83: 5 tips to ace your first impression at a new job
Because so much of product management is about working with people, it’s important to take time to reflect on the kind of first impression you make to those people. In this latest entry for my series of 100 things I’ve learned about product management, I share some coaching advice to help you make the best possible impression every time you start working somewhere new.
1. Small defining moments #
Since the beginning of 2021, I’ve been joining serial entrepreneur Ray Rafiq on our podcast, The Pig Wrestlers. We often talk about the challenges of founders and working with teams. One of our most popular episodes so far is called ‘Small Defining Moments’.
This refers to the moments where our words and actions, particularly as someone’s boss, shape the way they think about you from that moment on.
As a product manager or more senior product person, your team will look to you as an exemplar of acceptable behaviour for them. If you’re habitually crabby and short with people, don’t be surprised if your team starts acting the same.
But it’s the unguarded moments when people see what you’re really like as a person that can colour their impression of you the most. Every time you speak to someone, you need to filter that through how that will make them feel. Will your words lift them up or beat them down? There are many ways to get a point across.
We may not even be aware the moment has such an impact on them, but that impression of you will live with the other person for ever — whether positive or negative.
2. Start as you mean to go on #
It’s always important to make a good first impression at a new job. This is especially important when joining an organisation as their first product person. Whether you’re joining at a senior level to help build up a product team and practice from scratch, or at the ground floor to take over the reins of a product or two from a time-poor founder, your responsibility is two-fold:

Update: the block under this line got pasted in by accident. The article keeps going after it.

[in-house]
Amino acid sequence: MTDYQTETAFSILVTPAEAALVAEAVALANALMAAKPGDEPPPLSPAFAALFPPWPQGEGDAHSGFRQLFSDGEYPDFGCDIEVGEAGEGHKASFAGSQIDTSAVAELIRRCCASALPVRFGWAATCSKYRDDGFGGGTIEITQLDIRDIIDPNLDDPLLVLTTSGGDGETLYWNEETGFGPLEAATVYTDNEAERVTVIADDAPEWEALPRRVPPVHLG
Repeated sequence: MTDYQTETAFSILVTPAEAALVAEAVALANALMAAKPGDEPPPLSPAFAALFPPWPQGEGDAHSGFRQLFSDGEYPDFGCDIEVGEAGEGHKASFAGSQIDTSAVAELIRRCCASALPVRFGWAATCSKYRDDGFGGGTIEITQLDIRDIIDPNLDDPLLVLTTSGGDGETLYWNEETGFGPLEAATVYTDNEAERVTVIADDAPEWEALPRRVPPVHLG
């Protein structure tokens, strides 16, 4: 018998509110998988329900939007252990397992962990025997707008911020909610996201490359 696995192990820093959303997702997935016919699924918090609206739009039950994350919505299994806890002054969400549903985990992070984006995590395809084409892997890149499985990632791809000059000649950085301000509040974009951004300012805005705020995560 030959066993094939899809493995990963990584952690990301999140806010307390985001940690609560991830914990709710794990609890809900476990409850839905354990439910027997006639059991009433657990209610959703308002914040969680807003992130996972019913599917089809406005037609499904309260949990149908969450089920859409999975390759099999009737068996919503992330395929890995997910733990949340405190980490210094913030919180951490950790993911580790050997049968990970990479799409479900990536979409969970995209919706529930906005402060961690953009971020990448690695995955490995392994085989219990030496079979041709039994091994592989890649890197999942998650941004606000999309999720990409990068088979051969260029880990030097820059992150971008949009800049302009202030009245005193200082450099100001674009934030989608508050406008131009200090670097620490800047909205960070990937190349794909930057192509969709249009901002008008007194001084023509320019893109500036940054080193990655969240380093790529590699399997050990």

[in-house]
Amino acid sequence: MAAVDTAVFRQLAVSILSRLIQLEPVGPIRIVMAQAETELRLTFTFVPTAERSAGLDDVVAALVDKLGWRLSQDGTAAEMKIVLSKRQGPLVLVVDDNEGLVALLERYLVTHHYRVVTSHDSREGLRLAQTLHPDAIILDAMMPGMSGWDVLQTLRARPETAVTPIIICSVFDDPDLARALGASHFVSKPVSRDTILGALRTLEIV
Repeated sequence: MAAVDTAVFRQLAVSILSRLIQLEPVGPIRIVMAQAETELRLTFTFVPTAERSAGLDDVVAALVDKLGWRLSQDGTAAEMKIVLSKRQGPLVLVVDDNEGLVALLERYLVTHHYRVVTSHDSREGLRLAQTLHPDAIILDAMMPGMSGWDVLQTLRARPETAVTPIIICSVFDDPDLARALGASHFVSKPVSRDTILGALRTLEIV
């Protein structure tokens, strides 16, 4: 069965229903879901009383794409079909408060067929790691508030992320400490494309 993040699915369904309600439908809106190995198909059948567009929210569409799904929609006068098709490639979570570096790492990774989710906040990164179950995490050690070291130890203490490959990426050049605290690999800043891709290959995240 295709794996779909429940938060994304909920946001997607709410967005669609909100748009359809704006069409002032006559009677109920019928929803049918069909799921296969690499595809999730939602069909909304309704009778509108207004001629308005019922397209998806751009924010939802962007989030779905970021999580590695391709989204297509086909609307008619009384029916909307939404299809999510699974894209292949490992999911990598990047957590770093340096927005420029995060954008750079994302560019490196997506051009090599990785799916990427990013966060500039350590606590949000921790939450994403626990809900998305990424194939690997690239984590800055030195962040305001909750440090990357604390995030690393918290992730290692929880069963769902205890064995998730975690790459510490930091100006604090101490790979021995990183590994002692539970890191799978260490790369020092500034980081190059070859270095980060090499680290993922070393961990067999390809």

- To show them that they made the right choice in hiring you
- To set the best possible example of product management to the rest of the organisation
Through your actions, you can highlight good practice such as frequent user research, hypothesis-driven experimentation and validation, working in the open and showing what you’ve done and learned over talking about what you might do in the future.
Especially early on, you should take every opportunity in front of any audience first to briefly (in 30 seconds or less) explain your purpose as a product manager, then secondly to give your audience value by sharing something relevant to their needs. Little and often. Substance over style. What you’ve done and learned, rather than pitching future indefinites. And as your team grows, encourage other voices to take the spotlight in your place with the same formula.
The more open, transparent and accessible you can be, hopefully the easier you’ll find it to collaborate with people from all corners of your organisation. They’ll already know you, and if you’ve been careful, you’ll have left a good impression. Remember that ~80% of product management is actually about working with people.
3. Reinvent yourself #
One of the topics I’ve written about recently in my PRODUCTHEAD newsletter is the opportunity you get when starting a new job to reinvent yourself:
What people don’t seem to stop to consider as often is how they will reinvent themselves in their new job.
Let me unpack ‘reinvent’ a little. When you start at a new company, the new environment means you have an opportunity to form new habits and behaviours. Not just things like where you go for good coffee, but how you choose to operate as a product person.
In your old job, you may have unknowingly developed kneejerk reactions and ingrained bad habits. Hopefully you may also have gained some good habits also. Then, of course, there’s the set of behaviours you’d always wished you could adopt, but never had the opportunity.
Well, starting at a new company with a new set of colleagues is the perfect opportunity to ditch those bad habits and leave behind any emotional baggage. You can present yourself as the person you always aspired to be. You’re starting from a clean slate (and calendar), so you can decide how you spend your time.